The big lesson of the Azerbaijan-Armenia peace settlement is that military power rules. In a matter of weeks, the use of force has achieved what decades of diplomacy failed to deliver. The only two relevant international players in the South Caucasus region are Russia and Turkey. The United States has taken leave, while the European Union is a paper tiger without troops.Essentially, Azerbaijan has retaken the territories it lost in 1994, and it has captured a corner of Nagorno-Karabakh. In addition, the agreement promises Azerbaijan a transportation link through Armenia to the Azerbaijani district of Nakhichevan, which lies beyond southern Armenia. In territorial terms, this settlement makes sense and may prove durable.
Putin has promised to deploy a peacekeeping contingent of “1,960 soldiers with small arms, 90 armored personnel carriers, and 380 vehicles and other special equipment,” which will serve along the contact line in Nagorno-Karabakh and guard the Lachin Corridor for an initial period of five years. Meanwhile, the Armenian armed forces will withdraw.Russian special forces, many of whom fought in eastern Ukraine, began arriving in Armenia in IL-76 transportation planes on November 10. By sending these special forces as peacekeepers to Nagorno-Karabakh, Putin has made tiny Armenia even more dependent on Russia, leaving it looking less like an independent nation and increasingly like a Russian protectorate.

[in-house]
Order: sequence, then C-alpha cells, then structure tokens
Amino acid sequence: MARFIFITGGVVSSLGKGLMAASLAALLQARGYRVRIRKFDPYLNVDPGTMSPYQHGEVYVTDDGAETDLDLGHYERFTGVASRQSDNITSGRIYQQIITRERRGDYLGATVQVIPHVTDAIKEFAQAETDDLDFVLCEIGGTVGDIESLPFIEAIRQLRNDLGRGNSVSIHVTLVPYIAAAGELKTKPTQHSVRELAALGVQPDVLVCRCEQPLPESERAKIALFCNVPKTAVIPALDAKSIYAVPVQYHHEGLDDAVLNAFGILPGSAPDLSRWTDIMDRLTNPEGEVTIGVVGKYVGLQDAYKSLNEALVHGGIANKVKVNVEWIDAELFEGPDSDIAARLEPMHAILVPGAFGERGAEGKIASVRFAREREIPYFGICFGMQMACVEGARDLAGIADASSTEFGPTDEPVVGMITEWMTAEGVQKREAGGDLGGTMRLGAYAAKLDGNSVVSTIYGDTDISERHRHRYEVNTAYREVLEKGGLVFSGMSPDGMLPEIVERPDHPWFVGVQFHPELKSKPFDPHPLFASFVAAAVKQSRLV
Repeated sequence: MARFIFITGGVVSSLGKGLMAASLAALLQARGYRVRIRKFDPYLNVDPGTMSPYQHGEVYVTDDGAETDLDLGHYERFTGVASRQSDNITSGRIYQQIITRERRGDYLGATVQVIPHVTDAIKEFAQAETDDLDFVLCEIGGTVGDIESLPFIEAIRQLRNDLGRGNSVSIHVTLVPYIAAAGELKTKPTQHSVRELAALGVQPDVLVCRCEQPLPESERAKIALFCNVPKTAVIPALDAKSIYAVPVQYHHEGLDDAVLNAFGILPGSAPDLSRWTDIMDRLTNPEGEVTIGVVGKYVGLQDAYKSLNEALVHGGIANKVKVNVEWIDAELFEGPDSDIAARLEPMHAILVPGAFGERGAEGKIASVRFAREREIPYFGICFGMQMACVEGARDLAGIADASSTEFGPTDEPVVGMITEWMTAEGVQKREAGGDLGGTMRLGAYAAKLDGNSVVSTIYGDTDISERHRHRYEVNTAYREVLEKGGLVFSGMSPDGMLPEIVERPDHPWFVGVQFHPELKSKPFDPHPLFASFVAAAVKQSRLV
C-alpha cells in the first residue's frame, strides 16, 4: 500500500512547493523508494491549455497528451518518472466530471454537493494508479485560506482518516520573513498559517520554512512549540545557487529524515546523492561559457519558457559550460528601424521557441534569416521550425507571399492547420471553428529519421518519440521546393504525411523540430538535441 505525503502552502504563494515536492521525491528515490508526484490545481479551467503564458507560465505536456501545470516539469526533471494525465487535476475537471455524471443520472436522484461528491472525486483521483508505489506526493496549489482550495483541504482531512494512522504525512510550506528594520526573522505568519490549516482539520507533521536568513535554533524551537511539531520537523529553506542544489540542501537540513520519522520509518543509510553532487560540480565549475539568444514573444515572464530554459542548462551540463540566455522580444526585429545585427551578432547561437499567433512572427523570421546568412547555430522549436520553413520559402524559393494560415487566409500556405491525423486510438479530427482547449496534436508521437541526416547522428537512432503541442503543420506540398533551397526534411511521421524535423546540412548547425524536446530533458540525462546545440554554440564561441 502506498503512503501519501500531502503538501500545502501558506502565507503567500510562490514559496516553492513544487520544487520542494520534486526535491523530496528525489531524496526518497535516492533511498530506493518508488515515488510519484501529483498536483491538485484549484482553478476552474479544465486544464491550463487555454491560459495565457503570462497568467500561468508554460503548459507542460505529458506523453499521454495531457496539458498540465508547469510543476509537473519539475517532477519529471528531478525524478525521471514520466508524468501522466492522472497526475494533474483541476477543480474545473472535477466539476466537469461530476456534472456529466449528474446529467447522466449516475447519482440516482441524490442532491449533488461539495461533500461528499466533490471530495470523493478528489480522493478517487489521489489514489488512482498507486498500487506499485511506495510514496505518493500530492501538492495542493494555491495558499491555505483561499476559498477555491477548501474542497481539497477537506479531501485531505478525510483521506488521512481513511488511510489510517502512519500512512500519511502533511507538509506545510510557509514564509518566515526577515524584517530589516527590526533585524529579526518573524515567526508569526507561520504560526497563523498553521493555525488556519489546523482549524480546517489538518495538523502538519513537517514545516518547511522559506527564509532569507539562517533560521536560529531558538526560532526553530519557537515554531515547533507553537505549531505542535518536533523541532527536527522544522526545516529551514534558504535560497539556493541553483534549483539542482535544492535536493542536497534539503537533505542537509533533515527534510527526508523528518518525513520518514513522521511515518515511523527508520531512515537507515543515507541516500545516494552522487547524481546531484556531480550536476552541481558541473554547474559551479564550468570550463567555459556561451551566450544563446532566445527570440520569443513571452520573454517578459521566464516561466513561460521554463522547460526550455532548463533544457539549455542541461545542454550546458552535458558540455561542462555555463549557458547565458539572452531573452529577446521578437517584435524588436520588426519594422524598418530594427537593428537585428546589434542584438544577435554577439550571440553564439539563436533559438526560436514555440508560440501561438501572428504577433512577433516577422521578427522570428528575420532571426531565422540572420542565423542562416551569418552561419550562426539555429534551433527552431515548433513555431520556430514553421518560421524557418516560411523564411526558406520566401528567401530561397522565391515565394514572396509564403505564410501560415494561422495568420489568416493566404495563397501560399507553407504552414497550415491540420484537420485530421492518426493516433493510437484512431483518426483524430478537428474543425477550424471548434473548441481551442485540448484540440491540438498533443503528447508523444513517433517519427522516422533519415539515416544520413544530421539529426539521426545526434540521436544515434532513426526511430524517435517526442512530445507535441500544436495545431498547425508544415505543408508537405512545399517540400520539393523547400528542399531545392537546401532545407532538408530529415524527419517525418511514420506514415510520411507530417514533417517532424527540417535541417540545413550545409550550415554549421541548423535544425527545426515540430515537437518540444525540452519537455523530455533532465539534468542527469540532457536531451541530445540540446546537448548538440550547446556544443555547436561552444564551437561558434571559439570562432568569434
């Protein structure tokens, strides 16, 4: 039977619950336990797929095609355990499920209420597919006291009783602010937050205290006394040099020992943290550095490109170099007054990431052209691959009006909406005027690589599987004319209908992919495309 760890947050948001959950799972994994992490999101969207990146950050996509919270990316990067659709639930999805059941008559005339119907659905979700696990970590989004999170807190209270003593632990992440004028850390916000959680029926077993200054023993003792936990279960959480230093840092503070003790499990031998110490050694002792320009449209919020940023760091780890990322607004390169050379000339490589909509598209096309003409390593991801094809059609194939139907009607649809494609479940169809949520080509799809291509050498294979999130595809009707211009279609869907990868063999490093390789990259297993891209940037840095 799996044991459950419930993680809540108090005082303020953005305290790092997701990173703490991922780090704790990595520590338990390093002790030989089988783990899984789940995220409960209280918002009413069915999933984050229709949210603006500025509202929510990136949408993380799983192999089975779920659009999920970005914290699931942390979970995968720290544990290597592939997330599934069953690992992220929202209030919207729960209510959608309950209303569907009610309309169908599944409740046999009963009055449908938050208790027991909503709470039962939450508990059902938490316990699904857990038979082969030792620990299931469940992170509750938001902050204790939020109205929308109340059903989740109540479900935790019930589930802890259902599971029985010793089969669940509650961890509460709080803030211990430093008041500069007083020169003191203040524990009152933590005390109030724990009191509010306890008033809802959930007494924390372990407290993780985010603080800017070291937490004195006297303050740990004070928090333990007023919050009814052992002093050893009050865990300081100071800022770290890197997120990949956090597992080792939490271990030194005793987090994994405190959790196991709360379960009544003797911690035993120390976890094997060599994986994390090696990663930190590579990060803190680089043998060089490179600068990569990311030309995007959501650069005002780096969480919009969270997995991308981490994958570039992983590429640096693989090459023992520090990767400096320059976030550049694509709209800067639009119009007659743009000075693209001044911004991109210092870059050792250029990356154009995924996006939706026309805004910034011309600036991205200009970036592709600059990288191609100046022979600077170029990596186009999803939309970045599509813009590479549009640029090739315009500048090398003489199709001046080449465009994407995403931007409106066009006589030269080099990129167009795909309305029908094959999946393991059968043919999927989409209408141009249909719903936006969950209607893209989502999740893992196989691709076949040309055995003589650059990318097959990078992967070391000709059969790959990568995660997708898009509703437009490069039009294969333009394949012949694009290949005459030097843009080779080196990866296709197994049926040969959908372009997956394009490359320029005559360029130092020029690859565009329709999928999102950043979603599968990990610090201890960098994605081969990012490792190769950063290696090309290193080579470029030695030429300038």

The United States seems to have withdrawn from global affairs; the EU has no military muscle; and the West in general has grown alienated from Turkey. This has left the way open for authoritarian rulers like Putin and Erdogan to seize the geopolitical initiative.
In geopolitical terms, the most important outcome of the conflict is the appearance of a significant Russian military presence in Nagorno-Karabakh. Russian “peacekeeping” missions already exist in three other “frozen” post-Soviet conflicts. They are present in Moldova’s Transnistria region, along with Abkhazia and South Ossetia in Georgia. A similar Russian military force is now firmly established in the heart of the Southern Caucasus region, fulfilling one of Moscow’s long-term objectives in the region.